Broadband speed tester

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Speed test

Broadband speed tester

Our free broadband speed test tool will let you know both the upload and download speeds you are currently getting from your broadband connection.

The broadband speed tester measures your internet connection giving you an accurate reading of the upload speeds and download speeds you are currently getting.

Using the broadband speed tester

To guarantee an accurate result, make sure you fill out each required field in the tool and turn off any applications that are running in the background on your computer.

The speed test should take less than 30 seconds to run. It works by sending a small file to your computer and timing how long it takes to be downloaded.

You should bear in mind that speeds can vary depending on when you run the test. Conducting multiple tests at different times of day will give you a more accurate idea of your average broadband connection speed.

Average download speeds

Although many broadband providers now advertise broadband speeds of between up to 16Mb and up to 38Mb, many people will receive considerably less than this.

A report from UK communications regulator Ofcom published in November 2012 stated that the average speed of home broadband in Britain is 12.7Mb.

Why aren't I getting my advertised speed?

A variety of factors can affect your broadband speed, but the main issue is usually how far you live from the local telephone exchange. If you are a copper wire ADSL broadband customer, then your download speed will get slower the further you are from the exchange.

Other factors that affect all types of broadband connections include peaks in internet traffic - your connection is likely to slow down when lots of people are online at the same time.

Your provider's own traffic management policy may also affect your speed. For example, certain kinds of traffic, such as downloading or streaming, might be slowed down at busy times to ensure all users receive a similar basic quality of service.

Using Wi-Fi to share your connection can also reduce the quality of service you receive as the wireless signal will weaken the more walls and doors it has to pass through, while a number of people using your broadband wirelessly via different computers and other devices is also likely to reduce the speeds you get.

Speeding up your broadband

There are a number of different ways that you can speed up your broadband. The first thing you should do is talk to your provider to see if there's anything they can do to improve your connection.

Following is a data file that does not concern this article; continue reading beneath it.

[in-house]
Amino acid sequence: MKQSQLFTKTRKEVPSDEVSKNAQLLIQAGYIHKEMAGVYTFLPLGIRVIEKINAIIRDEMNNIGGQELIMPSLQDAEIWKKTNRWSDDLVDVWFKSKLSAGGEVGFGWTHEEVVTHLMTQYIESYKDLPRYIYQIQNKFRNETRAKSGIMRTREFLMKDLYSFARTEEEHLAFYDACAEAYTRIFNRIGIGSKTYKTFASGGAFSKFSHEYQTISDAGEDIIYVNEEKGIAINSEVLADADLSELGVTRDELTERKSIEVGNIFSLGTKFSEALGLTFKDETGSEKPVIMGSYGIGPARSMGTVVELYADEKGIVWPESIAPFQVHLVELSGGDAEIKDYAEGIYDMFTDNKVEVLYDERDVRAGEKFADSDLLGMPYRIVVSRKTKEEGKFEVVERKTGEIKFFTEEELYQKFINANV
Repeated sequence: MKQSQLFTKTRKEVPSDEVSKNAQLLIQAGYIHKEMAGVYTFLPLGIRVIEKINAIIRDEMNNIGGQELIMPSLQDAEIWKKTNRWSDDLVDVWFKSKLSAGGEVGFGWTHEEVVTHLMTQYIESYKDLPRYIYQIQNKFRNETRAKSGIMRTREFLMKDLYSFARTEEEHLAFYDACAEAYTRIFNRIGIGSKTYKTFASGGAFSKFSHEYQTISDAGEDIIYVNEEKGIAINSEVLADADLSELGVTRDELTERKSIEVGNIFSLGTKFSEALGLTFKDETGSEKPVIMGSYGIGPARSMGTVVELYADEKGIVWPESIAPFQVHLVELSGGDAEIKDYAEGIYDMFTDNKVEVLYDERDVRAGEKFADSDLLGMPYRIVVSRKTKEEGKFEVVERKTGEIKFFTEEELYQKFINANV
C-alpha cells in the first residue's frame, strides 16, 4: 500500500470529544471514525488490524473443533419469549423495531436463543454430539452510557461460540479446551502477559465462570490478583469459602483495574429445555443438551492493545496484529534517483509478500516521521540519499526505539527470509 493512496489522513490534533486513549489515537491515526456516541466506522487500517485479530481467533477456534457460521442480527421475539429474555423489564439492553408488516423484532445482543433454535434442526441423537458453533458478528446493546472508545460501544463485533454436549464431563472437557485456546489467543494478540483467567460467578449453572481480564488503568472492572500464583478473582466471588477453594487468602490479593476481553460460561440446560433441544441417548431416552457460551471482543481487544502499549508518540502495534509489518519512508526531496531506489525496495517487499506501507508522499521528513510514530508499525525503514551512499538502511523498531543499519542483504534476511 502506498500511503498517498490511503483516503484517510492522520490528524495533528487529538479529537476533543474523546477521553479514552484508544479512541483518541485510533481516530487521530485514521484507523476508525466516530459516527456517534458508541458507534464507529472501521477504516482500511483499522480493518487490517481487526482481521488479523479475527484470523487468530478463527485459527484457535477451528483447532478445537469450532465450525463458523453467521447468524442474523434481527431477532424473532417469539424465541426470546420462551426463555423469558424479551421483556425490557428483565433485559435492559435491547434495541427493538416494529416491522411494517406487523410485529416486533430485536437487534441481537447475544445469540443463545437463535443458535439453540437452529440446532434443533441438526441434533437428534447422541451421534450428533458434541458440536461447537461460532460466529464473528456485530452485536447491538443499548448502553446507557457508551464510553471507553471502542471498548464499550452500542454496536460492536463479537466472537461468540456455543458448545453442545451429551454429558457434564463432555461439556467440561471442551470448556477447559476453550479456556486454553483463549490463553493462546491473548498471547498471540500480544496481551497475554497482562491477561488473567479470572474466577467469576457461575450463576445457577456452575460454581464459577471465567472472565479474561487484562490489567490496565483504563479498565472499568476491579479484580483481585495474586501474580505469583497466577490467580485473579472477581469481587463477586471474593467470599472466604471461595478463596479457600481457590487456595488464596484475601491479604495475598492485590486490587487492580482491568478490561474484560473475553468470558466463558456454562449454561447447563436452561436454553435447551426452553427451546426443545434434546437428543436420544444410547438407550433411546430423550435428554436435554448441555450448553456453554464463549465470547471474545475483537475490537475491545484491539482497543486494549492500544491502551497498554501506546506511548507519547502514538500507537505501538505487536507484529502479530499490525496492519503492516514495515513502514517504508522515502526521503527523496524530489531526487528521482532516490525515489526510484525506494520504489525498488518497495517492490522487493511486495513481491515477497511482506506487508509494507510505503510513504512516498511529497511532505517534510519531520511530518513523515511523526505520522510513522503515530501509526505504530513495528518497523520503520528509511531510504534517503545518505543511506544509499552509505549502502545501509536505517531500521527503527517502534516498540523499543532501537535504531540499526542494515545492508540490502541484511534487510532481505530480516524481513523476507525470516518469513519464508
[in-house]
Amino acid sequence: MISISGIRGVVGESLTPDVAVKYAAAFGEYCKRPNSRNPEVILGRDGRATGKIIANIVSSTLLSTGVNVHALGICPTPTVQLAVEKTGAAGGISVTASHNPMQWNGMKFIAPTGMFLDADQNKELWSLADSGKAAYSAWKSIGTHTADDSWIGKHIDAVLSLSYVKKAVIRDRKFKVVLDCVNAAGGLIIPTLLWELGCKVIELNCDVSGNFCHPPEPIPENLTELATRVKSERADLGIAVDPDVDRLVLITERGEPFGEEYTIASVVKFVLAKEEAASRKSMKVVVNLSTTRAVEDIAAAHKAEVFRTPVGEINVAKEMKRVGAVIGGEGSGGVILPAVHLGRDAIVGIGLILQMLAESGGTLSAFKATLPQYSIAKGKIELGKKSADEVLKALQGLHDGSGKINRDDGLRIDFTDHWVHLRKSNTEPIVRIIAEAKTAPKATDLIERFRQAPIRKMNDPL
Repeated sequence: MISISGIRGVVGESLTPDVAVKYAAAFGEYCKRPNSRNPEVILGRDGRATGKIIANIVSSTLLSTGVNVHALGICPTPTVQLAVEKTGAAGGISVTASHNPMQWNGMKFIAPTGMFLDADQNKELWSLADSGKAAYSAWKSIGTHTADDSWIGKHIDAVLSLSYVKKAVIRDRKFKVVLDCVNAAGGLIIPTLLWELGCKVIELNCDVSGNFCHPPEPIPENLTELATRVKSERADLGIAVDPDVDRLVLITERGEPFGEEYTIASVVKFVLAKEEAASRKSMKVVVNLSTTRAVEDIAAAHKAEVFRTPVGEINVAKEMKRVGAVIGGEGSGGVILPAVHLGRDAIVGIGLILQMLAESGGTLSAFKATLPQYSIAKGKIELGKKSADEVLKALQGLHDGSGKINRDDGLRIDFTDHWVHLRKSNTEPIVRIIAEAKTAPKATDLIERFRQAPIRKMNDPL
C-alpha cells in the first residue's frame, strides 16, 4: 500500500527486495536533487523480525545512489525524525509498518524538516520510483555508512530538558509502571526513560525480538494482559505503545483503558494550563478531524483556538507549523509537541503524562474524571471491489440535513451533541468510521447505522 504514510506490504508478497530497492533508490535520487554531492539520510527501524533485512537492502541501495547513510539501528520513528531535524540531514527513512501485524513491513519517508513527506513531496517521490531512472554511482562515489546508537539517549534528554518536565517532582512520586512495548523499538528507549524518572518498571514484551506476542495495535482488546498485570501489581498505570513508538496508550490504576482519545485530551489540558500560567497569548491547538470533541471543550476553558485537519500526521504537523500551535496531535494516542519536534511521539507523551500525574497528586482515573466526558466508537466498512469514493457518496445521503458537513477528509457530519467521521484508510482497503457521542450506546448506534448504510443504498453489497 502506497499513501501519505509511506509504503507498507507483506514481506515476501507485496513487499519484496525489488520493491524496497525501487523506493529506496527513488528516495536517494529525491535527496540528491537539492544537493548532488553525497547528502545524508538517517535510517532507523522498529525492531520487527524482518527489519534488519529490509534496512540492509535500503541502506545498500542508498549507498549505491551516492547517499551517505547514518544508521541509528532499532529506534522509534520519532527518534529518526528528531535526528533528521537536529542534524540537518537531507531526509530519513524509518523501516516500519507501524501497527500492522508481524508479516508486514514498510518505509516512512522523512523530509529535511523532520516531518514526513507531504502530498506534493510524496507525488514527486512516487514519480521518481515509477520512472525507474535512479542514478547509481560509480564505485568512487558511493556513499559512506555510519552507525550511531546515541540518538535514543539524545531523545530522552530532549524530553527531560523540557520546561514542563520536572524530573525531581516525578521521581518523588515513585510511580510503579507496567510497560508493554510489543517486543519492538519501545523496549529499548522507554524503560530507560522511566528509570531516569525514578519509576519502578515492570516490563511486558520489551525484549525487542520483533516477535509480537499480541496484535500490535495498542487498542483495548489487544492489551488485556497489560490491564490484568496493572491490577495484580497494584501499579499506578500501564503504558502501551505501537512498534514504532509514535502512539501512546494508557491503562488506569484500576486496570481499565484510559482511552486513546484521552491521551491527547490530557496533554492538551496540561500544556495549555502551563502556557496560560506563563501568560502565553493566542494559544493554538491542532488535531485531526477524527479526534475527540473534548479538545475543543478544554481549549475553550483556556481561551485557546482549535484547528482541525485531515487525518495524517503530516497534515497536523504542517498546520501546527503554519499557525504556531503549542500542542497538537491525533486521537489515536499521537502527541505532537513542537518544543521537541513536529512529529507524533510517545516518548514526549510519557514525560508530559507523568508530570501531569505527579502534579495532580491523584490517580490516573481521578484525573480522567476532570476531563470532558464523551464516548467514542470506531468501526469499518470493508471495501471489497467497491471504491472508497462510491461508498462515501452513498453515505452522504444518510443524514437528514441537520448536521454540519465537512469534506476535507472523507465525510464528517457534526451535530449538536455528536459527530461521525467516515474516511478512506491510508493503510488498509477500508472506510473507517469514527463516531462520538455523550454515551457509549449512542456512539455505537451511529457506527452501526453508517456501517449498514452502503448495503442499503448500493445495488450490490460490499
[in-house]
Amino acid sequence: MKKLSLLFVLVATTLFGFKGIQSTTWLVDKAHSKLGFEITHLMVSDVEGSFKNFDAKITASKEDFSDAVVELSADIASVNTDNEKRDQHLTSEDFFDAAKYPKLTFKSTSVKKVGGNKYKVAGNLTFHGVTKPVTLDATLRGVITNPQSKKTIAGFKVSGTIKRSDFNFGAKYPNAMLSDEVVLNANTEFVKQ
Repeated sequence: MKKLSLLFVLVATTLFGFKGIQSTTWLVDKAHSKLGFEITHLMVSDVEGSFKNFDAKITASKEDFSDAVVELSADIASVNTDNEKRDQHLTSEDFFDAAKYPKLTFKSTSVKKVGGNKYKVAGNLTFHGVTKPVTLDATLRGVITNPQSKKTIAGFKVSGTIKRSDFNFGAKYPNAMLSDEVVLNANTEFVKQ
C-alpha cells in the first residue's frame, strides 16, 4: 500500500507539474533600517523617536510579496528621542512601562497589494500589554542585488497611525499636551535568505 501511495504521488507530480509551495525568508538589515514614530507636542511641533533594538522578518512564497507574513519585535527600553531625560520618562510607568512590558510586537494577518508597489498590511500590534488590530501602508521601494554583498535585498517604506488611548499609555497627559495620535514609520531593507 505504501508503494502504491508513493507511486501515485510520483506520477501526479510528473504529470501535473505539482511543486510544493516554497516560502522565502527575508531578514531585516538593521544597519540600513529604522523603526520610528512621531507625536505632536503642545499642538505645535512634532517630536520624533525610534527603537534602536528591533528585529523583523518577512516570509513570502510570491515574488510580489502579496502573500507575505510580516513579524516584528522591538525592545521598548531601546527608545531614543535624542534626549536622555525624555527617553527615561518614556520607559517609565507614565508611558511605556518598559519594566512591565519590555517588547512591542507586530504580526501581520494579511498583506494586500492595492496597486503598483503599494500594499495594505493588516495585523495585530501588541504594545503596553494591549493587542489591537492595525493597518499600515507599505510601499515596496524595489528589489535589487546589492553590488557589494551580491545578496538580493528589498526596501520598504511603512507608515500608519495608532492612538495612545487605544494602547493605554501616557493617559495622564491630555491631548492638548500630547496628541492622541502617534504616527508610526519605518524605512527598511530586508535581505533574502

You should also ask your provider exactly what kind of speed you should be expecting, which will be based on your distance from your local telephone exchange.

If you are an ADSL broadband customer, installing an iPlate could help you increase the speed of your connection by around 1.5Mb.

If that doesn't work, download the broadbandchoices complete guide to speeding up your broadband and follow the tips and tricks to see if we can help boost your internet speed.

Switch broadband provider

If you are still struggling on slow speeds, switching to a faster provider or a fibre optic broadband package could be the answer.

Many providers now offer fibre optic broadband, which is faster and more reliable than broadband delivered via the copper wire telephone network, as fibre optic cable can carry more information over greater distances. Virgin Media (, for example, offers broadband with download speeds of up to 100Mb.

If Virgin Media's cable broadband packages aren't available in your area or to your liking, you could look into BT Infinity, the fibre optic broadband service from BT (, which offers download speeds of up to 76Mb as well as impressive upload speeds.

Other providers, including Plusnet (, Sky ( and TalkTalk( also offer fibre broadband, so use our postcode checker to compare broadband deals in your area.

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Why do we need your postcode?

We don’t want to show you a load of deals that you can’t actually get, that’s just annoying. So, by giving us your postcode we can just show you only the deals available where you live. Easy, and, contrary to popular opinion, we know it’s not always good to share, so we won’t be passing your postcode or details on to anyone else. Take a look at our privacy policy to find out more.